For many companies, the cloud model is no longer an option – it’s a mandate
Yet, the transition to public cloud can be challenging. You’re up against all sorts of governance and insight issues, along with numerous change management demands. These potential cloud killers are not so much technology challenges as organizational and cultural ones, and they all stem from the fact that cloud operations (Cloud Ops) is a wholly different kind of IT world.
Below I list three principles that I’ve found useful while working with companies on the front lines of cloud rollouts:
Understand the need for a completely different governance model.
What I have in mind here is not your classic governance, risk, and compliance (GRC) processes – though those are crucial for cloud success too. Cloud Ops governance is all about how do I maximize value? It’s about having deep visibility into the financial health of the assets.
Finance controls are the number one thing that needs to be done differently from the beginning. As my colleague John Treadway pointed out in a recent post (3 Ways HPE GreenLake Hybrid Cloud Drives Hybrid IT Success), “if you’re not paying attention to what you’re using in a public cloud, you can easily end up overpaying.”
What’s more, the acceleration of consumption is much, much faster with cloud than with the classic model–with all its POs, contracts, legal involvement and so on. Within a very short time, you can end up with uncontrolled, unmonitored usage and zero visibility. You’ve got spend that you can’t answer for, so what likely happens is that your finance department steps in and kills the project.
Then you have a wrecked cloud initiative, and IT blames the business or falls back and says, “our cloud program costs too much” without actually looking for the root cause of the problem. This issues all could have been avoided by putting the right controls in place from the start.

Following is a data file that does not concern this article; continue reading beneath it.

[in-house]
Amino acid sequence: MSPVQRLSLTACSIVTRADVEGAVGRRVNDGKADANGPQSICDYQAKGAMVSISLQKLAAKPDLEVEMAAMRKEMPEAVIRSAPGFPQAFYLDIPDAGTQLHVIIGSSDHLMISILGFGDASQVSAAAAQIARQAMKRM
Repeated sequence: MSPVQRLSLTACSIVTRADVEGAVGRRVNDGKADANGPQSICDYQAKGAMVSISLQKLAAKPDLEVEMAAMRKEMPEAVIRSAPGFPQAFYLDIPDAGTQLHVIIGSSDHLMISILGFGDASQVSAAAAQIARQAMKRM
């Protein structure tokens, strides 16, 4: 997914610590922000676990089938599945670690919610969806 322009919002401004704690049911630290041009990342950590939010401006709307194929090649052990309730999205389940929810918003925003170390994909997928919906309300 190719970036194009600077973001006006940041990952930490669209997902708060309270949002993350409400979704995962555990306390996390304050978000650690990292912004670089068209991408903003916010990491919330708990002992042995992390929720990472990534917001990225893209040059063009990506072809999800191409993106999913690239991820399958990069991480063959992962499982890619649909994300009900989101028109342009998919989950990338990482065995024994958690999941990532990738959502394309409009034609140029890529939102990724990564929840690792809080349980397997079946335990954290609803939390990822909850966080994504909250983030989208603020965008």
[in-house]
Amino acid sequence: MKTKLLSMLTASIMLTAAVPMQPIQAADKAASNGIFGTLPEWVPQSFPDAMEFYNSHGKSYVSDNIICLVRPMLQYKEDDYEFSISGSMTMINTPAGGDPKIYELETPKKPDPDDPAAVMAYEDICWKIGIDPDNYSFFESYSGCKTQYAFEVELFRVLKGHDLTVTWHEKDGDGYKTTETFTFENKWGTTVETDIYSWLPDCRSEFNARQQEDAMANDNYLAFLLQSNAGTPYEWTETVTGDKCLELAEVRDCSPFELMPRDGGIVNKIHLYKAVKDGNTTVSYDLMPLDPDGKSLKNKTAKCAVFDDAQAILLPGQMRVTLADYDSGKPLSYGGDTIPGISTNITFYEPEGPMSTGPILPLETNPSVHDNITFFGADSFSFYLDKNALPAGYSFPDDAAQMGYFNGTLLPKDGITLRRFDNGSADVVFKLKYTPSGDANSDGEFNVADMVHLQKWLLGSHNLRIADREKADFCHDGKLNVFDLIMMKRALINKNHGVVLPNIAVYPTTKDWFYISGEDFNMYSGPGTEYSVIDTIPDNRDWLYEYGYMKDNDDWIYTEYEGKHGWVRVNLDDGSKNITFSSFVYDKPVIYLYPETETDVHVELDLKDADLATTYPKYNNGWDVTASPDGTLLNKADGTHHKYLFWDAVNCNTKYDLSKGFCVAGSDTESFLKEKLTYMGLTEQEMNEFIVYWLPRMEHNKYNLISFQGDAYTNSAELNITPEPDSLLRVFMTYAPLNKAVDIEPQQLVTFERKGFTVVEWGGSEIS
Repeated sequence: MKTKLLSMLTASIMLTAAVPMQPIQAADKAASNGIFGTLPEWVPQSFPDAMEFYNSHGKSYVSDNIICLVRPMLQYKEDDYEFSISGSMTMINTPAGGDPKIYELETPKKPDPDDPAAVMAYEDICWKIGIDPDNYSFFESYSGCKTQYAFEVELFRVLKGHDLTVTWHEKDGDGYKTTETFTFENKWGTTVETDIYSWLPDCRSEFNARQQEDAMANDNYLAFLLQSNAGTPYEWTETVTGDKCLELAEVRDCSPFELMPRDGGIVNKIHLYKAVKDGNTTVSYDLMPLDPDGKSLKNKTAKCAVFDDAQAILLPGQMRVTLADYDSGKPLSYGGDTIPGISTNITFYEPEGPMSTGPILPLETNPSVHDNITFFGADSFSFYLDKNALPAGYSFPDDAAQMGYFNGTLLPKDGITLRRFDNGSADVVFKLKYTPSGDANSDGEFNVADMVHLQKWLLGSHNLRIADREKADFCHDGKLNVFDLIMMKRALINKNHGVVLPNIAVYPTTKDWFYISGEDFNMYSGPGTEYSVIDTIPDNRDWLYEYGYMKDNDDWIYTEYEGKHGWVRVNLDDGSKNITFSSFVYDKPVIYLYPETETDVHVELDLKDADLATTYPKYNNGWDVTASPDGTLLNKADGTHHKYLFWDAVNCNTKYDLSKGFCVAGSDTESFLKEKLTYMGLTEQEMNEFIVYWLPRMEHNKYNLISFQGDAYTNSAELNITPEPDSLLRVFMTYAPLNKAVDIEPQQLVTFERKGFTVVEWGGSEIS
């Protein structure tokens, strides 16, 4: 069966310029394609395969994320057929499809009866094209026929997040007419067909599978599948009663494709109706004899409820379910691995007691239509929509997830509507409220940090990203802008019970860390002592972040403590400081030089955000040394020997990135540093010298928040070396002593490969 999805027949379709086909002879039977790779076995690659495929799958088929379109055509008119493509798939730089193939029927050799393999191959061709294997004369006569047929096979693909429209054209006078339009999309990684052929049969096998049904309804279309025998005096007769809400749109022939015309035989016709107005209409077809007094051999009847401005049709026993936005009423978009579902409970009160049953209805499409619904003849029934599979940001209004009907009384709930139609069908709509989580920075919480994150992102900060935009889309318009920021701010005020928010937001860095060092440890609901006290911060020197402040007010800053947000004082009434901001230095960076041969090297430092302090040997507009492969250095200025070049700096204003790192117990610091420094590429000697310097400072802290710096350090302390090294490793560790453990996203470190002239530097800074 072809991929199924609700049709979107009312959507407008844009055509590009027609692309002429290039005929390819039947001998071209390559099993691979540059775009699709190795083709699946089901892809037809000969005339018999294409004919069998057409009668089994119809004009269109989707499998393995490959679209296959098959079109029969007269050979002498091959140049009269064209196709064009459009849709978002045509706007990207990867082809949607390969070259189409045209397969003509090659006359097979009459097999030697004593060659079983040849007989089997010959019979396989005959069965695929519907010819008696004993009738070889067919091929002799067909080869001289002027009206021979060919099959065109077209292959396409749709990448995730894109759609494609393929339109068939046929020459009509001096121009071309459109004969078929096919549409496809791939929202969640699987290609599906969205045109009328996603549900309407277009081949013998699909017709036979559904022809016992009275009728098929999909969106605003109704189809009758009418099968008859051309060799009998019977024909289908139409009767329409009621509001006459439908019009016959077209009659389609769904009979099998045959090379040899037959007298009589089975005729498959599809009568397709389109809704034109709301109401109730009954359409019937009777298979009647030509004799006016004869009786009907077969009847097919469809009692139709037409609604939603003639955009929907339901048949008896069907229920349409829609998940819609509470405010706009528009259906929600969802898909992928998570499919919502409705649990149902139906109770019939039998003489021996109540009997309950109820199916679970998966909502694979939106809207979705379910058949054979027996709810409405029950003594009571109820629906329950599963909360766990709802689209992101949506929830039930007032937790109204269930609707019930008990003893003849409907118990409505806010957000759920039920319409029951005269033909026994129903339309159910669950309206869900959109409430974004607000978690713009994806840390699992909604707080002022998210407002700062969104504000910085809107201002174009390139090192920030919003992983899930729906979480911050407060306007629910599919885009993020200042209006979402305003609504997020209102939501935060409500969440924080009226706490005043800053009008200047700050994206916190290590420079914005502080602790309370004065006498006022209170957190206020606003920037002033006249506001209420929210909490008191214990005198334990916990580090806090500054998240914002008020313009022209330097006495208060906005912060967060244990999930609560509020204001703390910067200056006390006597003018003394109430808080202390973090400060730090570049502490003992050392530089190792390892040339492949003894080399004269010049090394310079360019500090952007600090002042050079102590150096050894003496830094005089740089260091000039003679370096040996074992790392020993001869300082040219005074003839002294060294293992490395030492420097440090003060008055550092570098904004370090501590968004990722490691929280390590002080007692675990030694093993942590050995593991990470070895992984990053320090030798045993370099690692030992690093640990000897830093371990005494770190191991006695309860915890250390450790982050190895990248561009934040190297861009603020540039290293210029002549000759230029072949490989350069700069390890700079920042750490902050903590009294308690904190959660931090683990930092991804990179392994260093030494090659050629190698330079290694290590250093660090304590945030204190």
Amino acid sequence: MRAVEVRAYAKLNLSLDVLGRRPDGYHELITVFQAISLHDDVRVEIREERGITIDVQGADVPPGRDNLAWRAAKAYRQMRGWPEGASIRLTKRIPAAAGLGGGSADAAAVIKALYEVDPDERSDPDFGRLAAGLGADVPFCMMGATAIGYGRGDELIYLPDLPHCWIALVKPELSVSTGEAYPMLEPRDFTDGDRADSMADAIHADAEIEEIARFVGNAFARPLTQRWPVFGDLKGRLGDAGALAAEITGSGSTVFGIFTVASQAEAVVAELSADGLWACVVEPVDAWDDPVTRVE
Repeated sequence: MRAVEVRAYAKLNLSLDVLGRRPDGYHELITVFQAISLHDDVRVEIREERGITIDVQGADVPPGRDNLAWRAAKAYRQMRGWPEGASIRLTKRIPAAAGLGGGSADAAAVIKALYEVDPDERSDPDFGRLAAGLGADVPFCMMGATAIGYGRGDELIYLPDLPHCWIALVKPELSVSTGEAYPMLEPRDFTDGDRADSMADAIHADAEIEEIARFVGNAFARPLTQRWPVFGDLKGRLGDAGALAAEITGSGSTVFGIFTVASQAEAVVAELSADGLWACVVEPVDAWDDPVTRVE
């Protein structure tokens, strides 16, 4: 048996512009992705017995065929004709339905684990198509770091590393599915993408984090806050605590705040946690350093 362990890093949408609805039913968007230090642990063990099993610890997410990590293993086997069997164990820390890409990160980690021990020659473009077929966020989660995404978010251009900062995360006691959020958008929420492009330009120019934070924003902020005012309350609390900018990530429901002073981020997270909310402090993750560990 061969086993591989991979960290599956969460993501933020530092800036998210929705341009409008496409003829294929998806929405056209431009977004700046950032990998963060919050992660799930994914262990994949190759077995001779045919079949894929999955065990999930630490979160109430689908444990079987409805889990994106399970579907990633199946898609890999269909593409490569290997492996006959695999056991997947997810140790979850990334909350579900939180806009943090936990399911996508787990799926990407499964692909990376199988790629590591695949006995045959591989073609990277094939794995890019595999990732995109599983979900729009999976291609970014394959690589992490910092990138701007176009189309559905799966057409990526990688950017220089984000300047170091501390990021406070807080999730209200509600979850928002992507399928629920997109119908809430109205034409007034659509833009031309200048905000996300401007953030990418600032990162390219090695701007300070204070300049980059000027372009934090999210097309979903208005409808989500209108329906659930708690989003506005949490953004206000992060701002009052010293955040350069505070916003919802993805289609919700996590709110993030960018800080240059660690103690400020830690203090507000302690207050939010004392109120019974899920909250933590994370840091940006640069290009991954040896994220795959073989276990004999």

Recognize that your Cloud Ops team can’t be the same team that’s running your classic model.
Your cloud ops team and your on-premises IT team need to be separate and differently dedicated. And the decision as to how to populate each team is a tough one. But I’ve worked with quite a few companies that originally tried to merge their on-prem operational teams and their cloud operational teams in the hope that they could act as one. It hasn’t worked well at all.
The on-prem operational teams may not understand how the new model works. They’re probably not familiar with the technology and the new software platforms that you’re deploying. The cloud folks may lack the depth of experience needed to manage the on-prem assets. This is where the friction starts, with team dynamics issues, turf battles, and silo building. I’m a convinced advocate for bypassing these problems by the simple expedient of keeping the two teams’ workflows distinct and separate.
Target your training.
The two-team approach is also useful in your training programs. Cloud Ops training will be very different from your on-prem op training or your developer training.
Cloud Ops training should be oriented more towards managing spend controls, enabling or disabling services, and supporting users who are consuming cloud services. Importantly, it should also focus on the DevOps relationship and the benefits it delivers to IT service consumers.
The ideal training should also focus on the DevOps relationship and the benefits it delivers to IT service consumers. A tight connection between development teams and operations teams is pivotal for maximizing the value of cloud implementations. That partnership needs to be carefully fostered, and a big part of that is through training.
Building a top-flight Cloud Ops function is a demanding task, but an essential one for companies that want to see the best results from this innovative, agile paradigm.
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About the author
Robert Christiansen is a cloud technology leader, best-selling author, mentor, and speaker. In his role as VP of Global Cloud Delivery at Cloud Technology Partners (CTP), a Hewlett Packard Enterprise company, Christiansen oversees the delivery of professional services and innovation for HPE’s public cloud business. His client base includes Fortune 500 and Global 2000 customers, and his team’s leadership model encompasses the entire IT transformation journey, from inception to execution.